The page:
Following on from our article on How to draw LEGO Batman, I decided to look at another popular theme in LEGO, that of Ninjago. As before, we will start by looking at the themes and our subjects, before we pick up the pencil and start to draw.
LEGO Ninjago: The Theme
Ninjago has been available in one form or another since 2011. As well as over 250 playsets, there has been a TV series, a film, video games and a regular comic. This means that there is plenty of material to work with.
If you’ve not come across Ninjago before, the theme is based in a place called Ninjago and takes many East Asian myths and cultures into its story telling. Our main heroes are teenage Ninja, battling with the various forces of evil and guided by their teacher and Mentor, Master Wu.
Each of heroes have a particular colour, which helps tell them apart but also acts as a reference to their area of mastery. Lloyd wears green and is the Elemental Master of Energy. Kai wears red and is the master of Fire. Cole wears black and is the master of the Earth. Jay wears blue and is the master of Lightning. Zane wears white and is the Elemental master of Ice. Kai, Cole, Jay and Zane are the original four Ninja.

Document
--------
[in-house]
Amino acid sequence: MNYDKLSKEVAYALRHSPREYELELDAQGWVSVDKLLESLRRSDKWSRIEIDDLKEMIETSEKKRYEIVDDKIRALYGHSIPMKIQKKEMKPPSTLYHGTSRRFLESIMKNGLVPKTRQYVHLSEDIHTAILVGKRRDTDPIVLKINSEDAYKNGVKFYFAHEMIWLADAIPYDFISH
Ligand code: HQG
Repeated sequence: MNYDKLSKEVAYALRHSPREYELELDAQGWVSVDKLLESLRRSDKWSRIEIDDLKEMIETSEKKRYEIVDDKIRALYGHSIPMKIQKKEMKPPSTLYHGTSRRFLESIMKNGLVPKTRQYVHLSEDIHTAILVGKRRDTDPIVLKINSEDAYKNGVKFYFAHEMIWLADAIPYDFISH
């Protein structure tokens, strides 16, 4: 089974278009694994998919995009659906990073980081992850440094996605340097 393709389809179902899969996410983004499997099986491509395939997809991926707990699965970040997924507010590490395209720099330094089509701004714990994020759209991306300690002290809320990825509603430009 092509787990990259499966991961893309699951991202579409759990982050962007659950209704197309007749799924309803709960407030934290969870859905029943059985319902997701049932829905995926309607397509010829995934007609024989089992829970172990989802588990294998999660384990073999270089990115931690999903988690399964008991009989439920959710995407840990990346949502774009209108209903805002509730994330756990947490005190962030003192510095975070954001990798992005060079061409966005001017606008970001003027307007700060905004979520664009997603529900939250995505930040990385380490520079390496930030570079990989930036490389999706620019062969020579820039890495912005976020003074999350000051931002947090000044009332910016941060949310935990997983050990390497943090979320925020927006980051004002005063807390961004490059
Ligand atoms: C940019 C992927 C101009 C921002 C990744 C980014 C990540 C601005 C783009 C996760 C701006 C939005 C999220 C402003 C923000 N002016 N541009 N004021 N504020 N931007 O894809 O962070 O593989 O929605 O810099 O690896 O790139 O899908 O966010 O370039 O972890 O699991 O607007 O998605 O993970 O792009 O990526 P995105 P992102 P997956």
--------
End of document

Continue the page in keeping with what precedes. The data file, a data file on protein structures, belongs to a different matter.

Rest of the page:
I will admit that I haven’t been paying close attention to the theme so I’m not sure of the whole storyline, but I did find that there is a Wiki Fandom site that has just about every piece of information any one would ever need to know about Ninjago!
To the drawing – almost!
As the theme has been running for almost nine years now, there have been many adaptions and changes to the characters and their design. Partly due to the storyline’s natural expansion, but also due to the improvements in general manufacturing and printing quality. What this means is that if I wanted to draw every character that ever was in the theme it would take a long time; especially if we included every enemy that Lord Garmadon had enrolled to help him.
Instead, I thought I would simplify my drawing scope. Searching through my toybox, I found a Sensei Wu, an original Kai minifigure and Kai from the more recent Arcade sets. This also gives us increasing complexity in printing and modelling.
As before, the approach will be to examine the figure to identify the key features we need to make sure that we include before working on drawing and sketching the figures.
So, let’s start with Sensei Wu. Realistically there are two very obvious features that define this character, the hat and the beard! The next feature would be the aged face. Everything else on this figure (as far as basic shape is concerned) is a standard minifigure. As this is our starting image, I’m going to draw him straight on.
Because it is such a simple design there are a lot of straight lines to the shape. Once these are in place, we can add the outline:
I decided to include the “yin-yang” design behind Sensei Wu; this would then tie back to the philosophical imagery that has been used in developing the characters. It also adds a simple, calm backdrop the figure.
Once the pencil lines have been erased, it was a simple matter of colouring in.
This is a very simple drawing piece. I could have just left it with the yellow and tan for the skin and hat, but I have also included a light grey to add some shading, making the beard stand out a little.